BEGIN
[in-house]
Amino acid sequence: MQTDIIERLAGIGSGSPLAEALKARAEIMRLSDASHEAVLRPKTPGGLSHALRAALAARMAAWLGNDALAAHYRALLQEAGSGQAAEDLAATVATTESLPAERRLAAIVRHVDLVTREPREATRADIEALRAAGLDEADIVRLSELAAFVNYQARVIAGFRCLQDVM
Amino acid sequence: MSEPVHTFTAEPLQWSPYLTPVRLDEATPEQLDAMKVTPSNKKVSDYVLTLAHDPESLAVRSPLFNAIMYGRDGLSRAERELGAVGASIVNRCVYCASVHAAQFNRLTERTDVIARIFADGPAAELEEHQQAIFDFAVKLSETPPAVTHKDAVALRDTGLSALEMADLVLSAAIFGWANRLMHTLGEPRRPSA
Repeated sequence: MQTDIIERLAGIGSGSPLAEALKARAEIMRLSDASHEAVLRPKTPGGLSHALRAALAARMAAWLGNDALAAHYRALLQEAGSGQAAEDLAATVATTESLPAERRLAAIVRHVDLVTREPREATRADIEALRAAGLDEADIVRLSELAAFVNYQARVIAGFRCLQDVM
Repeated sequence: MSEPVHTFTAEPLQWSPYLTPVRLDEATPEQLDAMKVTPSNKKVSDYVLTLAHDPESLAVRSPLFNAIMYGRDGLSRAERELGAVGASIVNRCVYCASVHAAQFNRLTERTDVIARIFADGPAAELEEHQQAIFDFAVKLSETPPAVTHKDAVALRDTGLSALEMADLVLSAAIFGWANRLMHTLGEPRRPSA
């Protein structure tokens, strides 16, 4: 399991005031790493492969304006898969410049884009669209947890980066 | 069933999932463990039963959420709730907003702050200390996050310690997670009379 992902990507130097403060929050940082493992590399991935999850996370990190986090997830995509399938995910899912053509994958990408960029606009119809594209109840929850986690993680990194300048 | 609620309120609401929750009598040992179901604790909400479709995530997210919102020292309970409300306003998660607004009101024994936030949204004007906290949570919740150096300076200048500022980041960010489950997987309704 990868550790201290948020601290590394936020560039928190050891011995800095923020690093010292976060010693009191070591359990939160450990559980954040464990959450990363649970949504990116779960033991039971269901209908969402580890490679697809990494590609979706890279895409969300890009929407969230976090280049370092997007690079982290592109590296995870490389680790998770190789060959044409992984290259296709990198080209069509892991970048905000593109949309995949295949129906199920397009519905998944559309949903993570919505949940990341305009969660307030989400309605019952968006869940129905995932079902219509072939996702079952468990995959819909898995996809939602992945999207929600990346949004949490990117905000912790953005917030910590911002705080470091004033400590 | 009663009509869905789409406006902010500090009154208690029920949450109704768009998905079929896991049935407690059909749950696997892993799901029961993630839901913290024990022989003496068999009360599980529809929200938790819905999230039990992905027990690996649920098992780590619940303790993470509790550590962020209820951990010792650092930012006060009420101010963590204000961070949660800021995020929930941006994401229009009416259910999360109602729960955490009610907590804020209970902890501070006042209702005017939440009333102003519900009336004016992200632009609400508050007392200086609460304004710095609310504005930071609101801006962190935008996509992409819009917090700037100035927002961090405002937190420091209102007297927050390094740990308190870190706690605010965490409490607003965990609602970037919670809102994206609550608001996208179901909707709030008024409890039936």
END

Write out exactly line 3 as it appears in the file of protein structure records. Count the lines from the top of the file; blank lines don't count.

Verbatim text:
Amino acid sequence: MSEPVHTFTAEPLQWSPYLTPVRLDEATPEQLDAMKVTPSNKKVSDYVLTLAHDPESLAVRSPLFNAIMYGRDGLSRAERELGAVGASIVNRCVYCASVHAAQFNRLTERTDVIARIFADGPAAELEEHQQAIFDFAVKLSETPPAVTHKDAVALRDTGLSALEMADLVLSAAIFGWANRLMHTLGEPRRPSA